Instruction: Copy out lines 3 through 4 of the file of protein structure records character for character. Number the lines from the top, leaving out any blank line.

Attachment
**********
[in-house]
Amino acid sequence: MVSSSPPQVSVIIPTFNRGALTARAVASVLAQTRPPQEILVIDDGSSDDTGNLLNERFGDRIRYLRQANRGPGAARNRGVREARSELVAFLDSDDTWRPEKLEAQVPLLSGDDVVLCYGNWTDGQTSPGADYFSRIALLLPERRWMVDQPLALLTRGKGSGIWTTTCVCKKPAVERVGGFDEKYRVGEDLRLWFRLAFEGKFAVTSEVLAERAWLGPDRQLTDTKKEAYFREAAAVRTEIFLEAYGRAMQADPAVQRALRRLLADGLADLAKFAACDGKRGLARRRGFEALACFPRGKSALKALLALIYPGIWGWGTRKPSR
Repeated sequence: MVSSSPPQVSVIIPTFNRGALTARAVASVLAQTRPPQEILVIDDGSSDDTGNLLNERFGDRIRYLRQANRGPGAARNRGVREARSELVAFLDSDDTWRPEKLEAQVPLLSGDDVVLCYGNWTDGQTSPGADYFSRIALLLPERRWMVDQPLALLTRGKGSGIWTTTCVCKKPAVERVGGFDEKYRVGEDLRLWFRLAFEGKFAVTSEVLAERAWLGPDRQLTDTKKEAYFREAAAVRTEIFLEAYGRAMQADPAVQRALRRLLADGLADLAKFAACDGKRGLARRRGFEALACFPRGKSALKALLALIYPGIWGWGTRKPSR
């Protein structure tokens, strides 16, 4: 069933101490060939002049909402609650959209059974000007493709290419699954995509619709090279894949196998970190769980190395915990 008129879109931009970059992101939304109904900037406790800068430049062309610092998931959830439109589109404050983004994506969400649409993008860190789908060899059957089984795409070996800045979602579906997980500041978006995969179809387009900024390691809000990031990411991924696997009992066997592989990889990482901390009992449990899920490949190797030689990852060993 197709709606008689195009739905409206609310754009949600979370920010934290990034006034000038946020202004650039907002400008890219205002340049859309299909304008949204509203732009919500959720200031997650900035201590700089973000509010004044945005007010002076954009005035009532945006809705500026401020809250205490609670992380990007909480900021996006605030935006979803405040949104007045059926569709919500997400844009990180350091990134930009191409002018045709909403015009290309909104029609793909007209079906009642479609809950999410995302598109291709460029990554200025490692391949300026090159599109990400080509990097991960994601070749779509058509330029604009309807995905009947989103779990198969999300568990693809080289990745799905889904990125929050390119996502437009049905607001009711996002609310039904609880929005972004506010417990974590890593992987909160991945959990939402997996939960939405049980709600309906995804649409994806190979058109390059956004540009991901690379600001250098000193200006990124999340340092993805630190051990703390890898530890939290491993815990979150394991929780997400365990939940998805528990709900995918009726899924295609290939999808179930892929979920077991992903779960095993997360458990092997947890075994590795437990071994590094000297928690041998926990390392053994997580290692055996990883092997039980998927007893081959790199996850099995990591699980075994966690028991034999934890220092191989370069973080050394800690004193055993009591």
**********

Repeated sequence: MVSSSPPQVSVIIPTFNRGALTARAVASVLAQTRPPQEILVIDDGSSDDTGNLLNERFGDRIRYLRQANRGPGAARNRGVREARSELVAFLDSDDTWRPEKLEAQVPLLSGDDVVLCYGNWTDGQTSPGADYFSRIALLLPERRWMVDQPLALLTRGKGSGIWTTTCVCKKPAVERVGGFDEKYRVGEDLRLWFRLAFEGKFAVTSEVLAERAWLGPDRQLTDTKKEAYFREAAAVRTEIFLEAYGRAMQADPAVQRALRRLLADGLADLAKFAACDGKRGLARRRGFEALACFPRGKSALKALLALIYPGIWGWGTRKPSR
């Protein structure tokens, strides 16, 4: 069933101490060939002049909402609650959209059974000007493709290419699954995509619709090279894949196998970190769980190395915990 008129879109931009970059992101939304109904900037406790800068430049062309610092998931959830439109589109404050983004994506969400649409993008860190789908060899059957089984795409070996800045979602579906997980500041978006995969179809387009900024390691809000990031990411991924696997009992066997592989990889990482901390009992449990899920490949190797030689990852060993 197709709606008689195009739905409206609310754009949600979370920010934290990034006034000038946020202004650039907002400008890219205002340049859309299909304008949204509203732009919500959720200031997650900035201590700089973000509010004044945005007010002076954009005035009532945006809705500026401020809250205490609670992380990007909480900021996006605030935006979803405040949104007045059926569709919500997400844009990180350091990134930009191409002018045709909403015009290309909104029609793909007209079906009642479609809950999410995302598109291709460029990554200025490692391949300026090159599109990400080509990097991960994601070749779509058509330029604009309807995905009947989103779990198969999300568990693809080289990745799905889904990125929050390119996502437009049905607001009711996002609310039904609880929005972004506010417990974590890593992987909160991945959990939402997996939960939405049980709600309906995804649409994806190979058109390059956004540009991901690379600001250098000193200006990124999340340092993805630190051990703390890898530890939290491993815990979150394991929780997400365990939940998805528990709900995918009726899924295609290939999808179930892929979920077991992903779960095993997360458990092997947890075994590795437990071994590094000297928690041998926990390392053994997580290692055996990883092997039980998927007893081959790199996850099995990591699980075994966690028991034999934890220092191989370069973080050394800690004193055993009591």